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Explain how to factor the following trinomials forms: x² + bx + c

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3 Answers

For x2+bx+c, notice that (x - r1)(x - r2) = x2 - (r1+r2)x + r1r2.

Thus we want integers r1 and r2 with a sum -b and product c.

For example, x2 + 7x + 10.

Notice that the two integers with a sum -7 and a product of 10 are -2 and -5

Thus we get (x+2)(x+5)

For the more general case ax2+bx+c, if it factors then we can write b = b1 + b2 where the following proportion holds:

a:b1 = b2:c

or equivalently, b1b2 = ac

For example, 2x2 + 11x + 12.

We want b1 + b2 = 11 and  b1b2 = 2*12 = 24

We can take b1 = 3 and b2 = 8 and get

2x2 + 11x + 12 = 2x2 + 3x + 8x + 12 = x(2x + 3) + 4(2x + 3) = (x + 4)(2x + 3)

 

There is formula "ax2 + bx + c = a(x-x1)(x-x2) , x1 and x2 are roots of equation ax2 + bx + c = 0 "
x1,2 = [-b ± √(b2 - 4ac)] / 2a

2x2 + 5x + 3 = 0 , x1,2 = [-5 ± √(25 - 24)] / 4 ,
x1 = (-5 + 1)/4 = -1
x2 = (-5 - 1)/4 = -6/4 = -3/2
2(x-(-1))(x-(-3/2)) = (x+1)(2x+3)

When you have ax2 + bx + c, the quickest way to factor it is to first multiply a by c, and then find two factors that will multiply to equal a*c , add up to b. Then you write (ax + _)(ax + _) with the two factors in the blank spots, then divide it all by a.

Eg. 5x2 + 8x + 3 

Here, a*c = 5*3 = 15 and b = 8

Factors that multiply to 15 and add up to 8, are 5 and 3, since 5+3 = 8.

Then write it like so, and you can pull a factor of 5 from the first set of parentheses:

(5x+5)(5x+3) = 5(x+1)(5x+3) but remember we multiplied a by c earlier, so we've actually multiplied the original expression by a (and a = 5), so we need to divide it by a, which we can do to get:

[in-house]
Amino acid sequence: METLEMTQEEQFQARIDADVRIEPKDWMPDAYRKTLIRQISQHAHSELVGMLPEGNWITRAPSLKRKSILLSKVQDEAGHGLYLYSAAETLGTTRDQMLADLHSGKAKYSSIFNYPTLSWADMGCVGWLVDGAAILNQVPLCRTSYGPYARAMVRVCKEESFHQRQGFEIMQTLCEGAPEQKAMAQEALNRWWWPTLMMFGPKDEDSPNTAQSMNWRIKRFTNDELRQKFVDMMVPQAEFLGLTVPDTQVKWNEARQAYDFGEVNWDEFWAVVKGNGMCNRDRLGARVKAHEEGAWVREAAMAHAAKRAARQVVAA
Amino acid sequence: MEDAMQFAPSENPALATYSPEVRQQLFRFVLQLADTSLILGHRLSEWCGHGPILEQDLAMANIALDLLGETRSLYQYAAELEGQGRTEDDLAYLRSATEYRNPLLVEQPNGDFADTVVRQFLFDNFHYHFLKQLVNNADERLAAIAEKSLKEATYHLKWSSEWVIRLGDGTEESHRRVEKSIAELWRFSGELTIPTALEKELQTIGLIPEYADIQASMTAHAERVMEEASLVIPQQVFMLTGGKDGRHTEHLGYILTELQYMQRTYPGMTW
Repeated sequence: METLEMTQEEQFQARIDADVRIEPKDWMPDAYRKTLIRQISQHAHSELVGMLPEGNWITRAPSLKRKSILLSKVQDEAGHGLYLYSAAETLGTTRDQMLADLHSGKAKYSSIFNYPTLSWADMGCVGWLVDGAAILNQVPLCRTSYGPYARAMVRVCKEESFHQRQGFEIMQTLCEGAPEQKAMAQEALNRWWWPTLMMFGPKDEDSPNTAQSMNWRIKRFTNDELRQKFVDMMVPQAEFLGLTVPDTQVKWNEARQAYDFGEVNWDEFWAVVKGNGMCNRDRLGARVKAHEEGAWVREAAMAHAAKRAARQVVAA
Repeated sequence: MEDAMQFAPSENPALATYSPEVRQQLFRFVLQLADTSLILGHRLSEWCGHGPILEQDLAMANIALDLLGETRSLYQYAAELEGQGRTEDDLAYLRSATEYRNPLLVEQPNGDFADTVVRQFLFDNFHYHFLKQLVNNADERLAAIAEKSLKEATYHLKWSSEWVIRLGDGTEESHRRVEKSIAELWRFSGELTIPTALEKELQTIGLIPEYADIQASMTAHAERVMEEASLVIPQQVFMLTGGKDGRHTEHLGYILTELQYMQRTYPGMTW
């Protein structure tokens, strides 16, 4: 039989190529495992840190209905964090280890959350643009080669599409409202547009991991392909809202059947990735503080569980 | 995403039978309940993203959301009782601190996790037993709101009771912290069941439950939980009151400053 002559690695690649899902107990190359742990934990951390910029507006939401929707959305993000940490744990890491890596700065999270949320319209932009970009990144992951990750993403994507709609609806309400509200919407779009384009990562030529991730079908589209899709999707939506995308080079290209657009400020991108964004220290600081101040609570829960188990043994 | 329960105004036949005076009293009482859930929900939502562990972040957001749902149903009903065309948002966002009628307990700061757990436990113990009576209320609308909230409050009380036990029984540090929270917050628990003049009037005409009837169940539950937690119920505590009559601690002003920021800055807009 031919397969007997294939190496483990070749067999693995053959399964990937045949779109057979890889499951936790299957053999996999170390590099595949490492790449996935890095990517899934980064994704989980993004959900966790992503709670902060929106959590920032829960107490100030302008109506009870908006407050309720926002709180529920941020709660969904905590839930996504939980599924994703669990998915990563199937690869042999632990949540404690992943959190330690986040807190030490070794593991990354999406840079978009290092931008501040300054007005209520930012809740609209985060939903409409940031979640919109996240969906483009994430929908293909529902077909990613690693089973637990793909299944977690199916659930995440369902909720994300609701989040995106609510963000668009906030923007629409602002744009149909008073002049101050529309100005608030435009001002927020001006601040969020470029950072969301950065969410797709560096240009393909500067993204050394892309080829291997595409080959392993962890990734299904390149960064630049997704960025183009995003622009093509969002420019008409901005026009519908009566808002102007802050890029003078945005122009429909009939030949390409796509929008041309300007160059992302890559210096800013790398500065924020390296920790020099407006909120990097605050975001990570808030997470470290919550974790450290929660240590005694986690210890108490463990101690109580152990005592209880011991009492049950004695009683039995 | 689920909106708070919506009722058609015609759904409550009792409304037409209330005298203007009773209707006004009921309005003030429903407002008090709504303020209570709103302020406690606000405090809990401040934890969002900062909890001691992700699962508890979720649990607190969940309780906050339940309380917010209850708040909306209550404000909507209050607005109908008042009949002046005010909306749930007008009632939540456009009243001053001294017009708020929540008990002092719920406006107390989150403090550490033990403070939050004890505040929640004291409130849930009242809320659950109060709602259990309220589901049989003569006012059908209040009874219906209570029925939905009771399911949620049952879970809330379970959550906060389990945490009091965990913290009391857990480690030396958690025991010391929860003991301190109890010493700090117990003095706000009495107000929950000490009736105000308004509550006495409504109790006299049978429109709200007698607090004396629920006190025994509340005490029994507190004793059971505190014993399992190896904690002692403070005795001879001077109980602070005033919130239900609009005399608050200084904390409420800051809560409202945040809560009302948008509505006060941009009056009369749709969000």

(x+1)(5x+3)

 

Another example:

2x² + 5x + 3

a*c = 2*3 = 6 and b = 5

Factors that add up to 5 and multiply to 6, are: 2 and 3.

So write it as:

(2x + 3)(2x+2) and now divide by a (which is 2): 

(2x + 3)(x+1)

 

Another example

5x2 - 16x + 3

a*c = 5*3 = 15 and b = -16

the factors are... (-1)*(-15) = 15 and (-1) + (-15) = -16

(5x - 15)(5x - 1) now divide by a (which is 5)

(x - 3)(5x - 1)

Comments

Hi Daniel O.I’m a little confused. Are you saying to divide the second set of parenthesis by 2? Because if I divide (2x + 3)(2x+2) by 2 that is totally different than just dividing the second set of equations. Does this work with all trinomials? Where did you get the “2” that you are dividing?

You can divide either set of parentheses by (that's where the 2 came from, see the other examples where i divide by a), but for convenience, divide the one that'll give you whole numbers, not fractions. We divide by a because we multiplied by a when finding a*c.

And yes, this method works for all trinomials.

"if I divide (2x + 3)(2x+2) by 2 that is totally different than just dividing the second set of equations."

It won't matter where you divide, as long as you divide (2x + 3)(2x+2) by 2. You could divide the first parentheses by 2 to get:

(x + 1.5)(2x+2) which is equal to (2x + 3)(x+1) - try FOILing them both.

This is just one of the properties of division. If you have (a*b)/2, it is equal to (a/2)*b and a(b/2).

Comment